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Drug Facts

What Are the Common Effects of Inhalants?

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Initial Effects

The lungs absorb inhaled chemicals into the bloodstream very quickly, sending them throughout the brain and body. Within minutes of inhalation, users feel "high." The effects are similar to those produced by alcohol and may include slurred speech, lack of coordination, euphoria, and dizziness. The high usually lasts only a few minutes.

With repeated inhalations, many users feel less inhibited and less in control. Some may feel drowsy for several hours and experience a lingering headache.

Effects on the Brain

Inhalants often contain more than one chemical. Some chemicals leave the body quickly, but others stay for a long time and get absorbed by fatty tissues in the brain and central nervous system.

One of these fatty tissues is myelin, a protective cover that surrounds many of the body's nerve fibers. Myelin helps nerve fibers carry their messages to and from the brain. Damage to myelin can slow down communication between nerve fibers.

Long-term inhalant use can break down myelin. When this happens, nerve cells are not able to transmit messages as efficiently, which can cause muscle spasms and tremors or even permanent difficulty with basic actions like walking, bending, and talking. These effects are similar to what happens to patients with multiple sclerosis—a disease that also affects myelin.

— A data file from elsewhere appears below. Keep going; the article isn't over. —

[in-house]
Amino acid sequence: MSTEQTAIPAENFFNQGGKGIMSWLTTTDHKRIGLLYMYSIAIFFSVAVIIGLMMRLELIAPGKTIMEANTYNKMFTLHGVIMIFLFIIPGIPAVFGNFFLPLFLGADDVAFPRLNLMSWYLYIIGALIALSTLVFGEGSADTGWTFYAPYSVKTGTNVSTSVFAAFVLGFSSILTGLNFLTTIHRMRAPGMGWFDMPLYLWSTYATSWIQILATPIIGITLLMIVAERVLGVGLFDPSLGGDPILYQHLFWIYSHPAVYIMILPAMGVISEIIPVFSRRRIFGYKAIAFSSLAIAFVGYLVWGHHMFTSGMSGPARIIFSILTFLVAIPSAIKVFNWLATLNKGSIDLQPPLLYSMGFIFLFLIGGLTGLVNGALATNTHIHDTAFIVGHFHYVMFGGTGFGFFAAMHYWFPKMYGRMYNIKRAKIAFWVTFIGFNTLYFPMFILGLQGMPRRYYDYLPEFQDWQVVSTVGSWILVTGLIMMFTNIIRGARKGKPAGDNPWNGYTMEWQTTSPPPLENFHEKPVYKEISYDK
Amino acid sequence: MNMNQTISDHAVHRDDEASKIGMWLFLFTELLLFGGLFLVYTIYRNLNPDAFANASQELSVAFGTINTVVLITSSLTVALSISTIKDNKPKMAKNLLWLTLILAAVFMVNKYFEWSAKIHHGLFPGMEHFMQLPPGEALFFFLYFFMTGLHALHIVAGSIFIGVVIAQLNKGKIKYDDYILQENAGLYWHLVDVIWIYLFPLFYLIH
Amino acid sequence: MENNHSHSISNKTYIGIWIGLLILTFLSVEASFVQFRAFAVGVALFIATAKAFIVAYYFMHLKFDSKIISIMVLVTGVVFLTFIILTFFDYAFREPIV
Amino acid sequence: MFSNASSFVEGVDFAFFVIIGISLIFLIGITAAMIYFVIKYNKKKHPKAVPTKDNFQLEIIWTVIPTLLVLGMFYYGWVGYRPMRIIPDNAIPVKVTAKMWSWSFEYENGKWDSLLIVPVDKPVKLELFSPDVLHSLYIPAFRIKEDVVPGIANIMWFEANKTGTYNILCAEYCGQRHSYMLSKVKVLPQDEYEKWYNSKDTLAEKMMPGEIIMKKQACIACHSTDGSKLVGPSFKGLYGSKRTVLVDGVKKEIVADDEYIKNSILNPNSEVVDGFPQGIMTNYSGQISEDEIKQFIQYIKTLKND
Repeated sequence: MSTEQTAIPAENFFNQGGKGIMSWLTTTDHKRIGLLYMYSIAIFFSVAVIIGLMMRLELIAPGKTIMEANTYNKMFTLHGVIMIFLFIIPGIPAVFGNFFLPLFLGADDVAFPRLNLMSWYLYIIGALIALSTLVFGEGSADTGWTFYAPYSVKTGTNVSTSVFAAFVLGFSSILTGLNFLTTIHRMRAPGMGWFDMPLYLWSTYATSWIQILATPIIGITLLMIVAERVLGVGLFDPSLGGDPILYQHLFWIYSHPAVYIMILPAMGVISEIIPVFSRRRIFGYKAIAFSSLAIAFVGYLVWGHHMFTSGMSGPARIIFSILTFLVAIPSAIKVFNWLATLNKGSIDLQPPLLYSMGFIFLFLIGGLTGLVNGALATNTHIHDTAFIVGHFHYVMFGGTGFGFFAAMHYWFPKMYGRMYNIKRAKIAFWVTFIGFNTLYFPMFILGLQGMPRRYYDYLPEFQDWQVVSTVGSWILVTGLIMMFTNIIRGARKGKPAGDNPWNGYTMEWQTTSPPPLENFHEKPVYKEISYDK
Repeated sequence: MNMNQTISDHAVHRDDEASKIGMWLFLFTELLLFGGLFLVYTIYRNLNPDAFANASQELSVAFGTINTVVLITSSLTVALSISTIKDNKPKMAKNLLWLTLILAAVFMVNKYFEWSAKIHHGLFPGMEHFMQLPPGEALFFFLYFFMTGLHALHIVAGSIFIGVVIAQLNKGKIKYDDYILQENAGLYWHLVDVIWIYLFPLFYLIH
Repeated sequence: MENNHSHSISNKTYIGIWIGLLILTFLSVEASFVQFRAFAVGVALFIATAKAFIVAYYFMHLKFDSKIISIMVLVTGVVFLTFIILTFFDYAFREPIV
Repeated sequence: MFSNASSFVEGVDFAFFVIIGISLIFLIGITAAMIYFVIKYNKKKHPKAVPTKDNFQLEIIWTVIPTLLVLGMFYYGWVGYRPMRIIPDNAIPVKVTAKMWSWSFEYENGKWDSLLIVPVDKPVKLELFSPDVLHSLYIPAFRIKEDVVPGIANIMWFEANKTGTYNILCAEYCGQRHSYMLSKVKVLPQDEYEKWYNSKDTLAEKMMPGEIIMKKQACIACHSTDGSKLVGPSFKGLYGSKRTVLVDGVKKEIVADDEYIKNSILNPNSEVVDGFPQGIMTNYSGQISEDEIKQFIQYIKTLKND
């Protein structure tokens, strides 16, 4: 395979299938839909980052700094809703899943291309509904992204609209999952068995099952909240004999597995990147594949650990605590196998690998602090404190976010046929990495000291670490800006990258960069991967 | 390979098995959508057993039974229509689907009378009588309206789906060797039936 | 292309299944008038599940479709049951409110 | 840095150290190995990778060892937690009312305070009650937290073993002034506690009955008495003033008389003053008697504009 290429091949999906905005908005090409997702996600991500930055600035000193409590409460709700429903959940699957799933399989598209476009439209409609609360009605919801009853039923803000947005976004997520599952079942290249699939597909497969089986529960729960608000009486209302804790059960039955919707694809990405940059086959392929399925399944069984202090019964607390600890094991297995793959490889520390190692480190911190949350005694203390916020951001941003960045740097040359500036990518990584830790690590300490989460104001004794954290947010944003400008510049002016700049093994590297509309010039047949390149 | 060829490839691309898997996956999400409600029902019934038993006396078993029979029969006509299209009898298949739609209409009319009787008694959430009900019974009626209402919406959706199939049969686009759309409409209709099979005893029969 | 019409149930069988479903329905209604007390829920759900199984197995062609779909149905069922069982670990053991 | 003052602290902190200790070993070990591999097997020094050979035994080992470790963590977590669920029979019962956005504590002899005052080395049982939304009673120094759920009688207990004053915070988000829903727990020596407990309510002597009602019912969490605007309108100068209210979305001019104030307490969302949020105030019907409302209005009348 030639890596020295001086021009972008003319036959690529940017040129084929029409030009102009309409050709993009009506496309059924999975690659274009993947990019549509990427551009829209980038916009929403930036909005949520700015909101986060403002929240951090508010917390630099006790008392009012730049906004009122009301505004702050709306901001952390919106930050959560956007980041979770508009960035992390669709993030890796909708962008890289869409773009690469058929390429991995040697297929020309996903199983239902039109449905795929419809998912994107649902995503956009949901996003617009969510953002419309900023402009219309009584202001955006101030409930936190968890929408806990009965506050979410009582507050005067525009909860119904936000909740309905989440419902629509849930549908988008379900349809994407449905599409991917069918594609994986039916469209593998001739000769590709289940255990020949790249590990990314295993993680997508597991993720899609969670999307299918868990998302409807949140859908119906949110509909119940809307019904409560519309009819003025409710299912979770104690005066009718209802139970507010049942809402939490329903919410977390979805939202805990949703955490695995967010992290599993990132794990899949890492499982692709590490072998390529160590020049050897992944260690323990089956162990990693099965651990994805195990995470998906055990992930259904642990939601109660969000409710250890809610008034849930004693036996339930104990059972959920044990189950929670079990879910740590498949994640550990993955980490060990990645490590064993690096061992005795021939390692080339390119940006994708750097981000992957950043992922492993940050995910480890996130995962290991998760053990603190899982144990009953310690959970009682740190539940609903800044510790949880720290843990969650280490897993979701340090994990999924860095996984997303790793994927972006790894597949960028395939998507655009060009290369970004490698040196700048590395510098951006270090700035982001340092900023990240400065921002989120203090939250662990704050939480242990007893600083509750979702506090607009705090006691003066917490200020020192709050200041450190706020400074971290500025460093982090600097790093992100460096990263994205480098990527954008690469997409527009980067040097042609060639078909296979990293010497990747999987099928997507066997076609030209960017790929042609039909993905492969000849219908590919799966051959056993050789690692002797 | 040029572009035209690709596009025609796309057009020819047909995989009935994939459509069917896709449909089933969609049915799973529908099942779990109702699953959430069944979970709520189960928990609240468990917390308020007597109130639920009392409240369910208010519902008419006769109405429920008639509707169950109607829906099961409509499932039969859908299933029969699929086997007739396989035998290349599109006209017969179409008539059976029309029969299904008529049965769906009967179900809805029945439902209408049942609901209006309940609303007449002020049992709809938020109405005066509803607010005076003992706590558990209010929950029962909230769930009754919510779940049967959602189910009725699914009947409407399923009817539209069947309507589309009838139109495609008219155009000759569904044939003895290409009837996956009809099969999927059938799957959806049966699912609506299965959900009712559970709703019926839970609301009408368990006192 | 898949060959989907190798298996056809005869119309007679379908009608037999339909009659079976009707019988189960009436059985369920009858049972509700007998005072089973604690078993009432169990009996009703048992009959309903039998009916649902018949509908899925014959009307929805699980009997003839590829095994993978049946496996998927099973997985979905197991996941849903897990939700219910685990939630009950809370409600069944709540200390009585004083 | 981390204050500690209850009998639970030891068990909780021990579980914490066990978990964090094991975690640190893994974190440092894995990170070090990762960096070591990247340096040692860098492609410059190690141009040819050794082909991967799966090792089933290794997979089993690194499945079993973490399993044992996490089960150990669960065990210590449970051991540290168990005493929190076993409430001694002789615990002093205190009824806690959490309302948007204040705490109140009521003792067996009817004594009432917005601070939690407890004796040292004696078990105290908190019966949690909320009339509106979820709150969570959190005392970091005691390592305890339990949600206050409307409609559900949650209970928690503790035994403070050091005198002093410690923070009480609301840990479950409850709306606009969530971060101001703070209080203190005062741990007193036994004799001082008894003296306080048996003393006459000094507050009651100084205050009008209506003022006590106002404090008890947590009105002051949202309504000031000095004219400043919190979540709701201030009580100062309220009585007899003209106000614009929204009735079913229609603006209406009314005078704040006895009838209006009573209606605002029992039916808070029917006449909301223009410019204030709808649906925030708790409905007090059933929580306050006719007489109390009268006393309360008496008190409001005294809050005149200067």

Inhalants also can damage brain cells by preventing them from receiving enough oxygen. The effects of this condition, also known as brain hypoxia, depend on the area of the brain affected. The hippocampus, for example, is responsible for memory, so someone who repeatedly abuses inhalants may lose the ability to learn new things or may have a hard time carrying on simple conversations. If the cerebral cortex is affected, the ability to solve complex problems and plan ahead will be compromised. And, if the cerebellum is affected, it can cause a person to move slowly or clumsily.

Other Health Effects

Regular abuse of inhalants can cause serious harm to vital organs besides the brain. Inhalants can cause heart damage, liver failure, and muscle weakness. Certain inhalants can also cause the body to produce fewer blood cells, which can lead to a condition known as aplastic anemia (in which the bone marrow is unable to produce blood cells). Frequent long-term use of certain inhalants can cause a permanent change or malfunction of peripheral nerves, called polyneuropathy.

Specific Effects by Type of Inhalant

Depending on the type of inhalant abused, the harmful health effects will differ. The table below lists a few examples.